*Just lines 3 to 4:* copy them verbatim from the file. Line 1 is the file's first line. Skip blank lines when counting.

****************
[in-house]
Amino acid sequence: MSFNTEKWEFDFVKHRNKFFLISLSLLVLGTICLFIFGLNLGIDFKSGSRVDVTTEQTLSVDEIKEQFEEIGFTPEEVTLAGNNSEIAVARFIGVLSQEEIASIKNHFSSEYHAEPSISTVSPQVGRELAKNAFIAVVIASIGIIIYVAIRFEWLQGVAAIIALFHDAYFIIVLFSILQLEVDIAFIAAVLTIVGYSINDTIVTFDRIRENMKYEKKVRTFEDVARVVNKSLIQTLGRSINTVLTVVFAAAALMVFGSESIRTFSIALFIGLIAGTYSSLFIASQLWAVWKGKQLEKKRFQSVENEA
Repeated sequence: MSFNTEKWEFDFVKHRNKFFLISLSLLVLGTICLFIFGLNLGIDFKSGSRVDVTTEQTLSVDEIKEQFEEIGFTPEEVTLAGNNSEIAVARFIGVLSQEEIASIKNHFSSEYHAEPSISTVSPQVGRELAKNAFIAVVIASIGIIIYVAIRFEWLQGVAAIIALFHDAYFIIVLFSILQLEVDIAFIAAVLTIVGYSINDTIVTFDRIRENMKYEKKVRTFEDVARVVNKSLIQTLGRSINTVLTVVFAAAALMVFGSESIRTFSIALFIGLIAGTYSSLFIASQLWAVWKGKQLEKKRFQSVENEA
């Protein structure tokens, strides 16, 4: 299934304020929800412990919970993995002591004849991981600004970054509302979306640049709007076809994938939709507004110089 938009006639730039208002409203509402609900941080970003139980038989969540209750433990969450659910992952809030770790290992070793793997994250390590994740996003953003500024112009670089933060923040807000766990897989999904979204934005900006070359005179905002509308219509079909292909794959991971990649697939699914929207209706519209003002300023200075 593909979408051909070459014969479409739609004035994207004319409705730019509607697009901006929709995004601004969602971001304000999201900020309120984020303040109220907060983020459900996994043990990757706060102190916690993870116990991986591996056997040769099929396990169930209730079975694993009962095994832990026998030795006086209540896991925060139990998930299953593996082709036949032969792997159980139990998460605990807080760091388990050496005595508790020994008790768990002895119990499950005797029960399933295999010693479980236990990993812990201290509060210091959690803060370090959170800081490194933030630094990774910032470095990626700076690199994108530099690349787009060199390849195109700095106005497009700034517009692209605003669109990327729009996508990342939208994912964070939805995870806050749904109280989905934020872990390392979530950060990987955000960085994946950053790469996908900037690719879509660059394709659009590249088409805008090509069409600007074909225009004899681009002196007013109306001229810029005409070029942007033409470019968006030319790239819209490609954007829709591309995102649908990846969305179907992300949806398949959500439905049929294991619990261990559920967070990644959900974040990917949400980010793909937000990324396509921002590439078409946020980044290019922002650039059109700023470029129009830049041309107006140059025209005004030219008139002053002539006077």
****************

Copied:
Repeated sequence: MSFNTEKWEFDFVKHRNKFFLISLSLLVLGTICLFIFGLNLGIDFKSGSRVDVTTEQTLSVDEIKEQFEEIGFTPEEVTLAGNNSEIAVARFIGVLSQEEIASIKNHFSSEYHAEPSISTVSPQVGRELAKNAFIAVVIASIGIIIYVAIRFEWLQGVAAIIALFHDAYFIIVLFSILQLEVDIAFIAAVLTIVGYSINDTIVTFDRIRENMKYEKKVRTFEDVARVVNKSLIQTLGRSINTVLTVVFAAAALMVFGSESIRTFSIALFIGLIAGTYSSLFIASQLWAVWKGKQLEKKRFQSVENEA
């Protein structure tokens, strides 16, 4: 299934304020929800412990919970993995002591004849991981600004970054509302979306640049709007076809994938939709507004110089 938009006639730039208002409203509402609900941080970003139980038989969540209750433990969450659910992952809030770790290992070793793997994250390590994740996003953003500024112009670089933060923040807000766990897989999904979204934005900006070359005179905002509308219509079909292909794959991971990649697939699914929207209706519209003002300023200075 593909979408051909070459014969479409739609004035994207004319409705730019509607697009901006929709995004601004969602971001304000999201900020309120984020303040109220907060983020459900996994043990990757706060102190916690993870116990991986591996056997040769099929396990169930209730079975694993009962095994832990026998030795006086209540896991925060139990998930299953593996082709036949032969792997159980139990998460605990807080760091388990050496005595508790020994008790768990002895119990499950005797029960399933295999010693479980236990990993812990201290509060210091959690803060370090959170800081490194933030630094990774910032470095990626700076690199994108530099690349787009060199390849195109700095106005497009700034517009692209605003669109990327729009996508990342939208994912964070939805995870806050749904109280989905934020872990390392979530950060990987955000960085994946950053790469996908900037690719879509660059394709659009590249088409805008090509069409600007074909225009004899681009002196007013109306001229810029005409070029942007033409470019968006030319790239819209490609954007829709591309995102649908990846969305179907992300949806398949959500439905049929294991619990261990559920967070990644959900974040990917949400980010793909937000990324396509921002590439078409946020980044290019922002650039059109700023470029129009830049041309107006140059025209005004030219008139002053002539006077």